(2) Hajek thinks that Hume's concession of arguments for contrary propositions, each of which leaves no room for doubt or argumentation, is a slip. I think this is fatal to his interpretation. As Fogelin has pointed, there is nothing inconceivable about having two arguments of completely different kinds, neither of whose general forms you can reject, concluding to propositions that can't both be true from starting points that can't be rejected. It's a tragic situation, but it's possible. And even if this weren't true, it is very, very clear from what Hume says elsewhere that on his account this not only is possible but happens all the time. It's his repeated point in Part IV of Book I of the Treatise. What is more, it is clear that Hume is not committed to the claim that all arguments leaving no room for doubt and opposition are equal; because he is not committed to the claim that they are all equally vivid or forceful. (Indeed, many things he says require us to say he is committed to the claim that they are not all equally vivid or forceful, even if they are all genuinely indubitable.)

(3) From what I've said so far you can probably guess that I think Hajek's premise 6 is rejected by Hume; he doesn't merely say that uniform experience is a direct and full proof against a miracle; he says it can't be destroyed (so as to render the miracle credible) except by a superior opposing proof. And the reason for this is not hard to find. In Hume the force of a proof is not something intrinsic to it; the force of the proof is the psychological force with which it strikes on the mind. What he envisions in Part I of the essay on miracles is a scenario in which two proofs, each of which is forceful enough that we can't reject it, oppose each other. They each make the other incredible (in a straightforward psychological sense), while at the same time making a psychological demand on us, one that cannot be rejected, that we believe its conclusion. But it doesn't follow that they each make the other equally incredible, or that they each serve to make their own conclusion equally credible. Since on Hume's balancing account in every case of opposing evidences we subtract the force of the weaker from the force of the stronger to get the resultant force of belief in the stronger, so we, unable to reject either argument on its merits, can nonetheless be compelled by sheer psychological force to believe one over the other, if one strikes the mind more strongly than the other. Our own belief will be recognized by us as absurd, given an argument that we cannot reject; but the fact will remain: we believe it (although under the recognized qualification that we have to, for other reasons, regard it as an absurd belief, probably the result of our psychological makeup more than any absolute rational foundations). Hume is, in fact, very clear about this point; in a note to Blair on Campbell's criticism of him at this point, he says that the kind of argument against a miracle is a full proof; but that there are weaker and stronger instances of this kind of proof.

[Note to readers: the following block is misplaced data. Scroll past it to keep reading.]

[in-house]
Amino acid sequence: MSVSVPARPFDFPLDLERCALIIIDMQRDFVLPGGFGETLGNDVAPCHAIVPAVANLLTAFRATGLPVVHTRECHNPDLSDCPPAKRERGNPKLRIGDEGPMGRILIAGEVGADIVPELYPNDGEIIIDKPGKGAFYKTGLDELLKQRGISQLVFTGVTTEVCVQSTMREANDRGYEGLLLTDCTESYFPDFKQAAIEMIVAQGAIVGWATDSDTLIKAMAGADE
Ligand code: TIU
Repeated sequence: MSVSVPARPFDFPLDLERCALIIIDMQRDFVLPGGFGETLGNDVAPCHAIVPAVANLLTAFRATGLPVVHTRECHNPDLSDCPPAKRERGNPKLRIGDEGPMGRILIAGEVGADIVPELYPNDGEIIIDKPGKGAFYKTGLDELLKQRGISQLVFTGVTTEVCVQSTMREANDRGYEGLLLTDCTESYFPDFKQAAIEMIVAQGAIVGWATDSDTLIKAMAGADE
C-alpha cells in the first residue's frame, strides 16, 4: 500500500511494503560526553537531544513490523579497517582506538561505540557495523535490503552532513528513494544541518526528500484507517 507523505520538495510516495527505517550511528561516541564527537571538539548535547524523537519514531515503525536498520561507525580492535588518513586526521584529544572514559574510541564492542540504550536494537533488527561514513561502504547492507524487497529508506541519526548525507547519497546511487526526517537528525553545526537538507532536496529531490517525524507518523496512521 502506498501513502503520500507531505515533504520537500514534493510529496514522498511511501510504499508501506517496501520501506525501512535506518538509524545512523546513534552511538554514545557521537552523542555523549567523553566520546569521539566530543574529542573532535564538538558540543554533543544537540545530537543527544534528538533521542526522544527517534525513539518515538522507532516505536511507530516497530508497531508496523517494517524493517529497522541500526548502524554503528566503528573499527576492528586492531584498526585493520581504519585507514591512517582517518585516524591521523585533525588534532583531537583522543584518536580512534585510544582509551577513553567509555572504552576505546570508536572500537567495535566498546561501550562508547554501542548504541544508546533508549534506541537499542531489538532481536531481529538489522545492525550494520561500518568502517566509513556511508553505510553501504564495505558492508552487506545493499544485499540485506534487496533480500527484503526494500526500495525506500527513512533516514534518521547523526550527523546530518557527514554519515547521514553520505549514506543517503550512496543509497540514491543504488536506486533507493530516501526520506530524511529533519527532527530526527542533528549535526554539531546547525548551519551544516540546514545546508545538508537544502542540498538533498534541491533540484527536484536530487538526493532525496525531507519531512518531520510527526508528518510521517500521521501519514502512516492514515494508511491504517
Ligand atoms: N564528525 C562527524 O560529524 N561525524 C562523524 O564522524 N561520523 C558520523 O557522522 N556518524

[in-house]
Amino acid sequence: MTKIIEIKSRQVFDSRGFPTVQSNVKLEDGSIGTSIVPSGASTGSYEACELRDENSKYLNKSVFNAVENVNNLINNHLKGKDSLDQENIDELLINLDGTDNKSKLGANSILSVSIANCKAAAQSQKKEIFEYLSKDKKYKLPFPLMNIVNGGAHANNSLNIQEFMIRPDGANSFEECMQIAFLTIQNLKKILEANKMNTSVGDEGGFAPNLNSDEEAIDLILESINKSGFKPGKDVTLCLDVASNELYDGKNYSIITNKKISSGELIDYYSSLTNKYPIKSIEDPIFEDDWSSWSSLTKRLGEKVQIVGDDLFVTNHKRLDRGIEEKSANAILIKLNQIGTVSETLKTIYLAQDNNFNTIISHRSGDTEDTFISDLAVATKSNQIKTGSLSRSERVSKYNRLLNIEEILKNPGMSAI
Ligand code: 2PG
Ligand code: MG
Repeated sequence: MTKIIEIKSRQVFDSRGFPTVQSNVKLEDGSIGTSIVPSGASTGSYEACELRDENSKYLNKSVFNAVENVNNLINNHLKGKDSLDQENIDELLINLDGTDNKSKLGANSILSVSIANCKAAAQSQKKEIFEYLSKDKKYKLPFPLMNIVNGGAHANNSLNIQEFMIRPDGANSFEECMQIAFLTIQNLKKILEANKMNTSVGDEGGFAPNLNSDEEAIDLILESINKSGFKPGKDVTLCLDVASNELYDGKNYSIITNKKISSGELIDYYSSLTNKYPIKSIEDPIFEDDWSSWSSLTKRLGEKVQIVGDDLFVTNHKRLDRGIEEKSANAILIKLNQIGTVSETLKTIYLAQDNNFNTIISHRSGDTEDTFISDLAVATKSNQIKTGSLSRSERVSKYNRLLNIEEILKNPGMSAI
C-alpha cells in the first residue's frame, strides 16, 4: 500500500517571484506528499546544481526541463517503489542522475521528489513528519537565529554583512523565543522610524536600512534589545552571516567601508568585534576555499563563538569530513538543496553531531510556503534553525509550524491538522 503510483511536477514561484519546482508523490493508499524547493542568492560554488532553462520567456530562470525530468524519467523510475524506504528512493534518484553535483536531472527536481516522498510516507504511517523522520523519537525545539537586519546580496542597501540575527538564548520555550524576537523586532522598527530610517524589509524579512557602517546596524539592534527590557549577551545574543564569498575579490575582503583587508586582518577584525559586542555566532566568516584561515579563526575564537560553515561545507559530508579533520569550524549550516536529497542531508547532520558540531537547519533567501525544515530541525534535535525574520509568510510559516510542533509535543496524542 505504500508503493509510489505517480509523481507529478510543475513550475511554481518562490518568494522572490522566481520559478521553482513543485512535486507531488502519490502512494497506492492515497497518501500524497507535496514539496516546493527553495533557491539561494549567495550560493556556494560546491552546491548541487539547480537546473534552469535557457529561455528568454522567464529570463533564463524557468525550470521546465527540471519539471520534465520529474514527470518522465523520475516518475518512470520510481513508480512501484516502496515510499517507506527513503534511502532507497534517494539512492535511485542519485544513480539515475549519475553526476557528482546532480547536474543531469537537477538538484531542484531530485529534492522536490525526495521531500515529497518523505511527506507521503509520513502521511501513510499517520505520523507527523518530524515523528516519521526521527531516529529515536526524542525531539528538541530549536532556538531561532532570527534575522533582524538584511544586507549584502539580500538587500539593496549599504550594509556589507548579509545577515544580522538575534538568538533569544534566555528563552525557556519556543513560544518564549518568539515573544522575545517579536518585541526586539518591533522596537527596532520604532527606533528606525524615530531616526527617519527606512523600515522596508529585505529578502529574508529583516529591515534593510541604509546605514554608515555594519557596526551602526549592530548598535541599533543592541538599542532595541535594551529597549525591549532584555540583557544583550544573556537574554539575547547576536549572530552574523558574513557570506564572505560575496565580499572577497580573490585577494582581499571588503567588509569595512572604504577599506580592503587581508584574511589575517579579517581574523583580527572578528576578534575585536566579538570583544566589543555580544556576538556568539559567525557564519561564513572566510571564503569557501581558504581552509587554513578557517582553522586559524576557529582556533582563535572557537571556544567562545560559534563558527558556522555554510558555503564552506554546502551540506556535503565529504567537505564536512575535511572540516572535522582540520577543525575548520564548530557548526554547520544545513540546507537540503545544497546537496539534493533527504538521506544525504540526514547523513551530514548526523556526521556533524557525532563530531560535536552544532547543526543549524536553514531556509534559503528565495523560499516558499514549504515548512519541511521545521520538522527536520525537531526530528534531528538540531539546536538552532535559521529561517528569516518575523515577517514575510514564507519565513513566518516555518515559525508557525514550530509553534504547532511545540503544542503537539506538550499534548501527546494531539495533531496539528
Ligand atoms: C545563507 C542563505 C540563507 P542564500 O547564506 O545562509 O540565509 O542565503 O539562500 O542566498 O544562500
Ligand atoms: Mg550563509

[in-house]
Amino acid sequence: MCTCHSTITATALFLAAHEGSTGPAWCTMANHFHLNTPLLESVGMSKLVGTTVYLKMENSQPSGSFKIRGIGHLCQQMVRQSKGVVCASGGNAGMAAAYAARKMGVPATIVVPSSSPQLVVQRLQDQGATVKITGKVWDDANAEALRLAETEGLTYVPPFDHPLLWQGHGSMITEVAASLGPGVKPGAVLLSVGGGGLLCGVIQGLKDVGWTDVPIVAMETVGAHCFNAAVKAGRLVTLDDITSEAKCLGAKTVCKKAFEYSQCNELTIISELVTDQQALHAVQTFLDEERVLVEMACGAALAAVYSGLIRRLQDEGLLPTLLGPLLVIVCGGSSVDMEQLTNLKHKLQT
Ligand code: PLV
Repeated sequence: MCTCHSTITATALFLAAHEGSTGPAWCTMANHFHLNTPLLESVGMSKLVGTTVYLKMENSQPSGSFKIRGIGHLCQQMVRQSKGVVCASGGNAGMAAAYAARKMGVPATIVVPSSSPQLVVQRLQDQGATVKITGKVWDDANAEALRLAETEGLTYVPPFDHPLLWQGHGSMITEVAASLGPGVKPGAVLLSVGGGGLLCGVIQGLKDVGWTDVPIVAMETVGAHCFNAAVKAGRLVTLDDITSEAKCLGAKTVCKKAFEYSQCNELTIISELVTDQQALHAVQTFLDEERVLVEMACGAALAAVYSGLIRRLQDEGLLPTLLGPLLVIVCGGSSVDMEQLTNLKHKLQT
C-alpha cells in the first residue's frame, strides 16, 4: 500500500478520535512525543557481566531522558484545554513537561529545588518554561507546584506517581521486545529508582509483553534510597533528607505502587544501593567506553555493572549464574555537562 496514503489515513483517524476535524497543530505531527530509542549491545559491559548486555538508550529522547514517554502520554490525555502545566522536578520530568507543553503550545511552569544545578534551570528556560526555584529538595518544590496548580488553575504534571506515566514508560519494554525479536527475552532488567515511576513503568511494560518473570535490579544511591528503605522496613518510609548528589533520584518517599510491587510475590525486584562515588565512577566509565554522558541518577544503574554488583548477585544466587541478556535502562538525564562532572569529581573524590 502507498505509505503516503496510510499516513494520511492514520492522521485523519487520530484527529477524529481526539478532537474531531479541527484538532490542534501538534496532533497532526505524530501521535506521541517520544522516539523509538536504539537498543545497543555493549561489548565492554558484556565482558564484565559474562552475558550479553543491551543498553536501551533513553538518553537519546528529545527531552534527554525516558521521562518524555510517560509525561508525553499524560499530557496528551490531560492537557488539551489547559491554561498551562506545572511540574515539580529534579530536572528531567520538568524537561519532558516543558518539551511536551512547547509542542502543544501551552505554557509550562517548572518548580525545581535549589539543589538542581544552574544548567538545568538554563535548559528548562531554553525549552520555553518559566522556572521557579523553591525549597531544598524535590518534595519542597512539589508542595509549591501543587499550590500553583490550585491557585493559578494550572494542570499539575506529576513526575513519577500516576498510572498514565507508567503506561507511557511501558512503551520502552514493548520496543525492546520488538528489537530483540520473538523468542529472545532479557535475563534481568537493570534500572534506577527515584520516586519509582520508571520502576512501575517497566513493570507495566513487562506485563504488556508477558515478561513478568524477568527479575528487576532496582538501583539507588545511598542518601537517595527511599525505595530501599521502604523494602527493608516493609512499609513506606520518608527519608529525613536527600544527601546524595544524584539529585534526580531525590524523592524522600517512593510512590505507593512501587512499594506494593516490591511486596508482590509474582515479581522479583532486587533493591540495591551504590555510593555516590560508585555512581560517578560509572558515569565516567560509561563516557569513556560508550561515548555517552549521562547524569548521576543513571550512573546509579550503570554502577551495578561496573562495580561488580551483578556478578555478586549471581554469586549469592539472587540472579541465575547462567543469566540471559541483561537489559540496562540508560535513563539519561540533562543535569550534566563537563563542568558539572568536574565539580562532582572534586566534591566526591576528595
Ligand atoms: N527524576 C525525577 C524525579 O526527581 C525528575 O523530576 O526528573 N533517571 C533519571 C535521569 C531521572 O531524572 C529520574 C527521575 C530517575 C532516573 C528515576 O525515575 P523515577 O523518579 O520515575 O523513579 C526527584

Thus Hume's argument in the essay has the following general form:

Part I: Even given that the testimony for a miracle amounts to a full proof, it is counterbalanced by another full proof, the full proof we all undoubtedly have of the uniformity of nature; as a matter of inevitable psychology, if the two proofs are opposed to each other, we could only believe the proof for the miracle if it overbalanced the proof for the uniformity of nature in terms of psychological force.

Part II: Due to psychological issues associated with religions, no testimony for a miracle in religious cases can amount to a full proof. (But Hume explicitly denies that he is committed to saying that no testimony for a miracle can amount to a full proof in other cases, if the psychological issues don't arise in those cases.)

There are many things that may be said against both parts; but it must be admitted that it's a clean and straightforward argument. It does yield exactly the conclusion Hume claims it does. There is no slip in Hume's concession; it is a deliberate and strategic move in one of Hume's best-designed arguments.

So Hajek's basic claim in refuting Hume's argument is wrong. Hume does not require the probability for a miracle to be vanishingly small; he does not assume this; in fact, he explicitly denies that it has to be.

Nonetheless much of what Hajek says in the paper is still of interest in considering the argument. He does somewhat misleadingly make it sound as if Butler were giving an argument against Hume -- which would, it must be pointed out, be attributing a miracle to Butler, namely, prophecy. Butler, of course, is not considering anything like Hume's balancing principle. The criticism of 'Butler-style counterexamples' doesn't work against Campbell's 'Butler-style counterexample' because Campbell's isn't supposed to be a counterexample to balancing but to something it presupposes, namely, that we can reduce all classes of evidence to the same class. Hajek's defense of Hume's balancing principle simply assumes this reduction.